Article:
Photo(c) Ugur Akdemir

FreeCodeCamp: Use the JSON API

This is the last intermediate front end development project in Freecodecamp. And we’re going to use JSON API.

I think this one’s going to be quite confusing because there will be a lot of details.

But I’ll make it simple just to give you a head start.


So my markup is pretty simple.

<div class="container">
 <h1 class="text-center">Twitch Streamers</h1>
 <div class="info">
 <div class="row headline">
 <div class="col-sm-4"><h2>Channel</h2></div>
 <div class="col-sm-4"><h2>Status</h2></div>
 <div class="col-sm-4"><h2>Game</h2></div>

I used a Bootstrap framework just to work faster.

I used a row which is divided into three columns because I will only be using the channel name, status and the game they’re playing if they’re online.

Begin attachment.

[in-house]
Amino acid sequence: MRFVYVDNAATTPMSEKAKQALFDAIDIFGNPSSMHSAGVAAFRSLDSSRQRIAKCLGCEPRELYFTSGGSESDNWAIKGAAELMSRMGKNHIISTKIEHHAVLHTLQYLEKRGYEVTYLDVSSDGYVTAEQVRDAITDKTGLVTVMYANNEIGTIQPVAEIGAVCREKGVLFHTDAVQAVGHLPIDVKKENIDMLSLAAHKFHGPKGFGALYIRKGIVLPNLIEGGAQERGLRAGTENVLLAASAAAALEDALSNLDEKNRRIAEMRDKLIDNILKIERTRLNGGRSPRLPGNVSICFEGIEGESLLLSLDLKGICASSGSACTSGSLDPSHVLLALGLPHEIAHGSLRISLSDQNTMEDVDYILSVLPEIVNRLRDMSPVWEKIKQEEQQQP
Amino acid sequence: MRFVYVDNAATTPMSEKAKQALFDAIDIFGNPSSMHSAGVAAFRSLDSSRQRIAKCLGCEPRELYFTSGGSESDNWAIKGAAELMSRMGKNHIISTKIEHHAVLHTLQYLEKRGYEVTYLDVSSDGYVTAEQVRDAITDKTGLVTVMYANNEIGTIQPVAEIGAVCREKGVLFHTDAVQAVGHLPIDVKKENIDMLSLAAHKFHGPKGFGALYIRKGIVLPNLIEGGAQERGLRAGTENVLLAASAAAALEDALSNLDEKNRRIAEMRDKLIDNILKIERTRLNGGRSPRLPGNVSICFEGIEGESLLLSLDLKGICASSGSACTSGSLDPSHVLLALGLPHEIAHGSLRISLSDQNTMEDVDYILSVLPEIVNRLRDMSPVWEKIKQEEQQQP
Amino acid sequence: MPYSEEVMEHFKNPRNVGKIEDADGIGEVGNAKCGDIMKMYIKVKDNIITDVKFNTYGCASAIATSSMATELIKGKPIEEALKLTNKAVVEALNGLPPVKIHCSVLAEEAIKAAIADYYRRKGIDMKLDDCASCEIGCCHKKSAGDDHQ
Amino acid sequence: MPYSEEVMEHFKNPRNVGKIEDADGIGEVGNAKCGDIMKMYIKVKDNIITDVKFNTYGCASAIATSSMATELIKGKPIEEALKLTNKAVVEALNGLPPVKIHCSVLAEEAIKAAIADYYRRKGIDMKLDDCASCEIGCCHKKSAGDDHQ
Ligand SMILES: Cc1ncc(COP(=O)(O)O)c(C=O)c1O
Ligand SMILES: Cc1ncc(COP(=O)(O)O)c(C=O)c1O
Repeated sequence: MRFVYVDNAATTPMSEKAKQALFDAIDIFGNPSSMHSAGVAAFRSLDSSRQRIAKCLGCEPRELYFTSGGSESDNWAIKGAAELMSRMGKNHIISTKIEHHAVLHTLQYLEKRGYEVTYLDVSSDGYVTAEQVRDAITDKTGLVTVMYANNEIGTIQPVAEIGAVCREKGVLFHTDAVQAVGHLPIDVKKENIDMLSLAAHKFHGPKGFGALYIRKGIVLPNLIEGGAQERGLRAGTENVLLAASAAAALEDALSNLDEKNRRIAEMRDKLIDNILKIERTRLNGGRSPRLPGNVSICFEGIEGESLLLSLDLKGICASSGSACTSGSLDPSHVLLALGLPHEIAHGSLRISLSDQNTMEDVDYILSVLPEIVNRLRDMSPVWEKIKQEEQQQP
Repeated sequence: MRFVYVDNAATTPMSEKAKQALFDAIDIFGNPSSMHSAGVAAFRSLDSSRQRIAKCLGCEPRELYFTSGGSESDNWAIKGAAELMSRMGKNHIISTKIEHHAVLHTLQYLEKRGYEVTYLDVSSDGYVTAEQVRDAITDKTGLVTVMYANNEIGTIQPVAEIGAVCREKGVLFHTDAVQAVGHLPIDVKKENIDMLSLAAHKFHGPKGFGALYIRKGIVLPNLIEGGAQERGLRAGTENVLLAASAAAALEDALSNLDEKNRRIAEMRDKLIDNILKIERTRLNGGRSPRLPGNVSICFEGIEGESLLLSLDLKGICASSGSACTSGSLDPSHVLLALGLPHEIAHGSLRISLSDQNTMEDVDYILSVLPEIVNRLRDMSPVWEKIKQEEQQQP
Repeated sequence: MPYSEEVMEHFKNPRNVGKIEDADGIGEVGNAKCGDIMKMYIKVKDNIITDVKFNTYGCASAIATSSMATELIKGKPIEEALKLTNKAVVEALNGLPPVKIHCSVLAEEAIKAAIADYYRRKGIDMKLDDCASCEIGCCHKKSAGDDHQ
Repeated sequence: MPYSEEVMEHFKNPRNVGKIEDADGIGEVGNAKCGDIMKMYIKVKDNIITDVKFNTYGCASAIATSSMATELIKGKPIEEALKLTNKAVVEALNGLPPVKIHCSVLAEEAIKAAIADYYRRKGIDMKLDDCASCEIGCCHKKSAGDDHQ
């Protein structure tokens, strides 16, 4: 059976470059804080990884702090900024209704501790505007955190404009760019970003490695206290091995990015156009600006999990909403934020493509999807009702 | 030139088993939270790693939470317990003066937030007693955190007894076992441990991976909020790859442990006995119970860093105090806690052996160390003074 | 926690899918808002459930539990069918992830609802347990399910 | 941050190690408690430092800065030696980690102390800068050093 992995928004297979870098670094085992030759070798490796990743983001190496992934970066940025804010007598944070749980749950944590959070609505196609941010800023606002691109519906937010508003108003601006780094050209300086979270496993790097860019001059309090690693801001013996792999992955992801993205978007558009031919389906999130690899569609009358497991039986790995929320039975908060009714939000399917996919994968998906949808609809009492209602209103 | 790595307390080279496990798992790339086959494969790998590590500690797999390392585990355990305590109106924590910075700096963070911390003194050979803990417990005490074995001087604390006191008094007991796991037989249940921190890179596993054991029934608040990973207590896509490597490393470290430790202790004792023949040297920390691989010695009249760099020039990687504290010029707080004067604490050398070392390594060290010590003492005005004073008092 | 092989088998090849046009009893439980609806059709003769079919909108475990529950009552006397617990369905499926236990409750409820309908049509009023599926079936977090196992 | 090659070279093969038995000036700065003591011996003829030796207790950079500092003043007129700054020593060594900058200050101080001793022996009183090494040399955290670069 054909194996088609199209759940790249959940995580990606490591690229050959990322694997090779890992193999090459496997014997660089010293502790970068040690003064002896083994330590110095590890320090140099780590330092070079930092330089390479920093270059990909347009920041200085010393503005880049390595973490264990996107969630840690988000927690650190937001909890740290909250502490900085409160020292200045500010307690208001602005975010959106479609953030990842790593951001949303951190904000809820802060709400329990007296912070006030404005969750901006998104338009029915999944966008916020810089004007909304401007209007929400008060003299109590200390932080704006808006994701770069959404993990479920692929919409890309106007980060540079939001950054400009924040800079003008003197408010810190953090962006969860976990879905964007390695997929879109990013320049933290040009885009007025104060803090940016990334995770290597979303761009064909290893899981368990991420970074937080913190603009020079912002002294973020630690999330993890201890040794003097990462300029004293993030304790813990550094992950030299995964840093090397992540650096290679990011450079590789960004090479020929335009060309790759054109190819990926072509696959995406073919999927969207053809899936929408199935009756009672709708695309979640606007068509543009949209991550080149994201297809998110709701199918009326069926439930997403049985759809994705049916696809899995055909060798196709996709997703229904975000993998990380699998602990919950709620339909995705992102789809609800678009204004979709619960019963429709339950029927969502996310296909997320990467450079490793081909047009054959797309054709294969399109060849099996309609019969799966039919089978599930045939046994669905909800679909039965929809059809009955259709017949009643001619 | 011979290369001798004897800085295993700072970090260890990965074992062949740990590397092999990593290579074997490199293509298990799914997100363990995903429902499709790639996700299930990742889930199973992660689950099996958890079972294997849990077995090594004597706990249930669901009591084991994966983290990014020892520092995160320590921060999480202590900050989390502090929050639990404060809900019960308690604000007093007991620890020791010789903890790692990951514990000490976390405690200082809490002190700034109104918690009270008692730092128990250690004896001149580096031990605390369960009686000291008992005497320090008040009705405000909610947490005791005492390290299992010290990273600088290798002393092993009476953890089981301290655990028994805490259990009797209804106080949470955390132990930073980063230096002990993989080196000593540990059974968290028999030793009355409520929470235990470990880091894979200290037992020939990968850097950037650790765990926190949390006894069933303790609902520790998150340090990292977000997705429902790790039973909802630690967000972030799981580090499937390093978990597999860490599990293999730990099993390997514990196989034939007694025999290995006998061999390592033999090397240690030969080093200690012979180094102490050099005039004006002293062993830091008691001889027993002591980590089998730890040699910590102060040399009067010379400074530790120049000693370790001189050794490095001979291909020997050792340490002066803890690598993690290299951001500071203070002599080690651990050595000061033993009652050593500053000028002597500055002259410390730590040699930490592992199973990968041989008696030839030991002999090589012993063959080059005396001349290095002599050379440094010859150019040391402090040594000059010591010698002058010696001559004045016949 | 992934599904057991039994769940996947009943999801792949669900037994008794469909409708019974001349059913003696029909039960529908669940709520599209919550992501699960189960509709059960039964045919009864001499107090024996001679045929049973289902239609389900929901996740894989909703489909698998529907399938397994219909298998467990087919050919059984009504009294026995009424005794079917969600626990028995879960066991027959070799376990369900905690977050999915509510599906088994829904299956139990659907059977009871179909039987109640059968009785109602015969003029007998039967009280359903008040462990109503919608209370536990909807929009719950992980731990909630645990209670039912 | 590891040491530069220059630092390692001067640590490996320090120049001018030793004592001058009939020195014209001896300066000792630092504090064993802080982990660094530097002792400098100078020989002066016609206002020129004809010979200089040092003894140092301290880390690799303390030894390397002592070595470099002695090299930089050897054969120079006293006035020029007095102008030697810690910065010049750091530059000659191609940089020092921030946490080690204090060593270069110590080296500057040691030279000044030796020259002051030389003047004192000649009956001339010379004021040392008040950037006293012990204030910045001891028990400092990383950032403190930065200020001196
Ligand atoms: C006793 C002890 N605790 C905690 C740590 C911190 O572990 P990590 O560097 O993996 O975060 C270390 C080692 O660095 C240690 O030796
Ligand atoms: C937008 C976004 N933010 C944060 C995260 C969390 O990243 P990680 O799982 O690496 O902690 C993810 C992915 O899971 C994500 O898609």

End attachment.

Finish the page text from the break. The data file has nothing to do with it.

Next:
So each game will require me to create one row with three columns.

Actually, using a table here will be more semantic. So I suggest using a table, one <tr> with three <td> elements.

Style rules

body {
padding-top: 70px;
background-color: #000;
color: #fff;

h1 {
padding: 20px;
text-transform: uppercase;
letter-spacing: 1px;
margin: 0;

h2 {
font-size: 21px;
margin: 0;

div.headline {
background-color: #fff;
color: #630170;
border: none;

p {
color: #fff;
font-size: 18px;

.col-sm-4 {
text-align: center;

.row {
border-bottom: 2px solid;
padding: 15px;

a:visited {
text-decoration: none !important;
color: #fff;

a:hover {
color: #ddd;
font-weight: bold;
letter-spacing: 1px;

.container {
background-color: #630170;

.channel {
font-weight: bold;

So Bootstrap did the styles for the structure of my markup. And I just added colors and padding to give it a boost.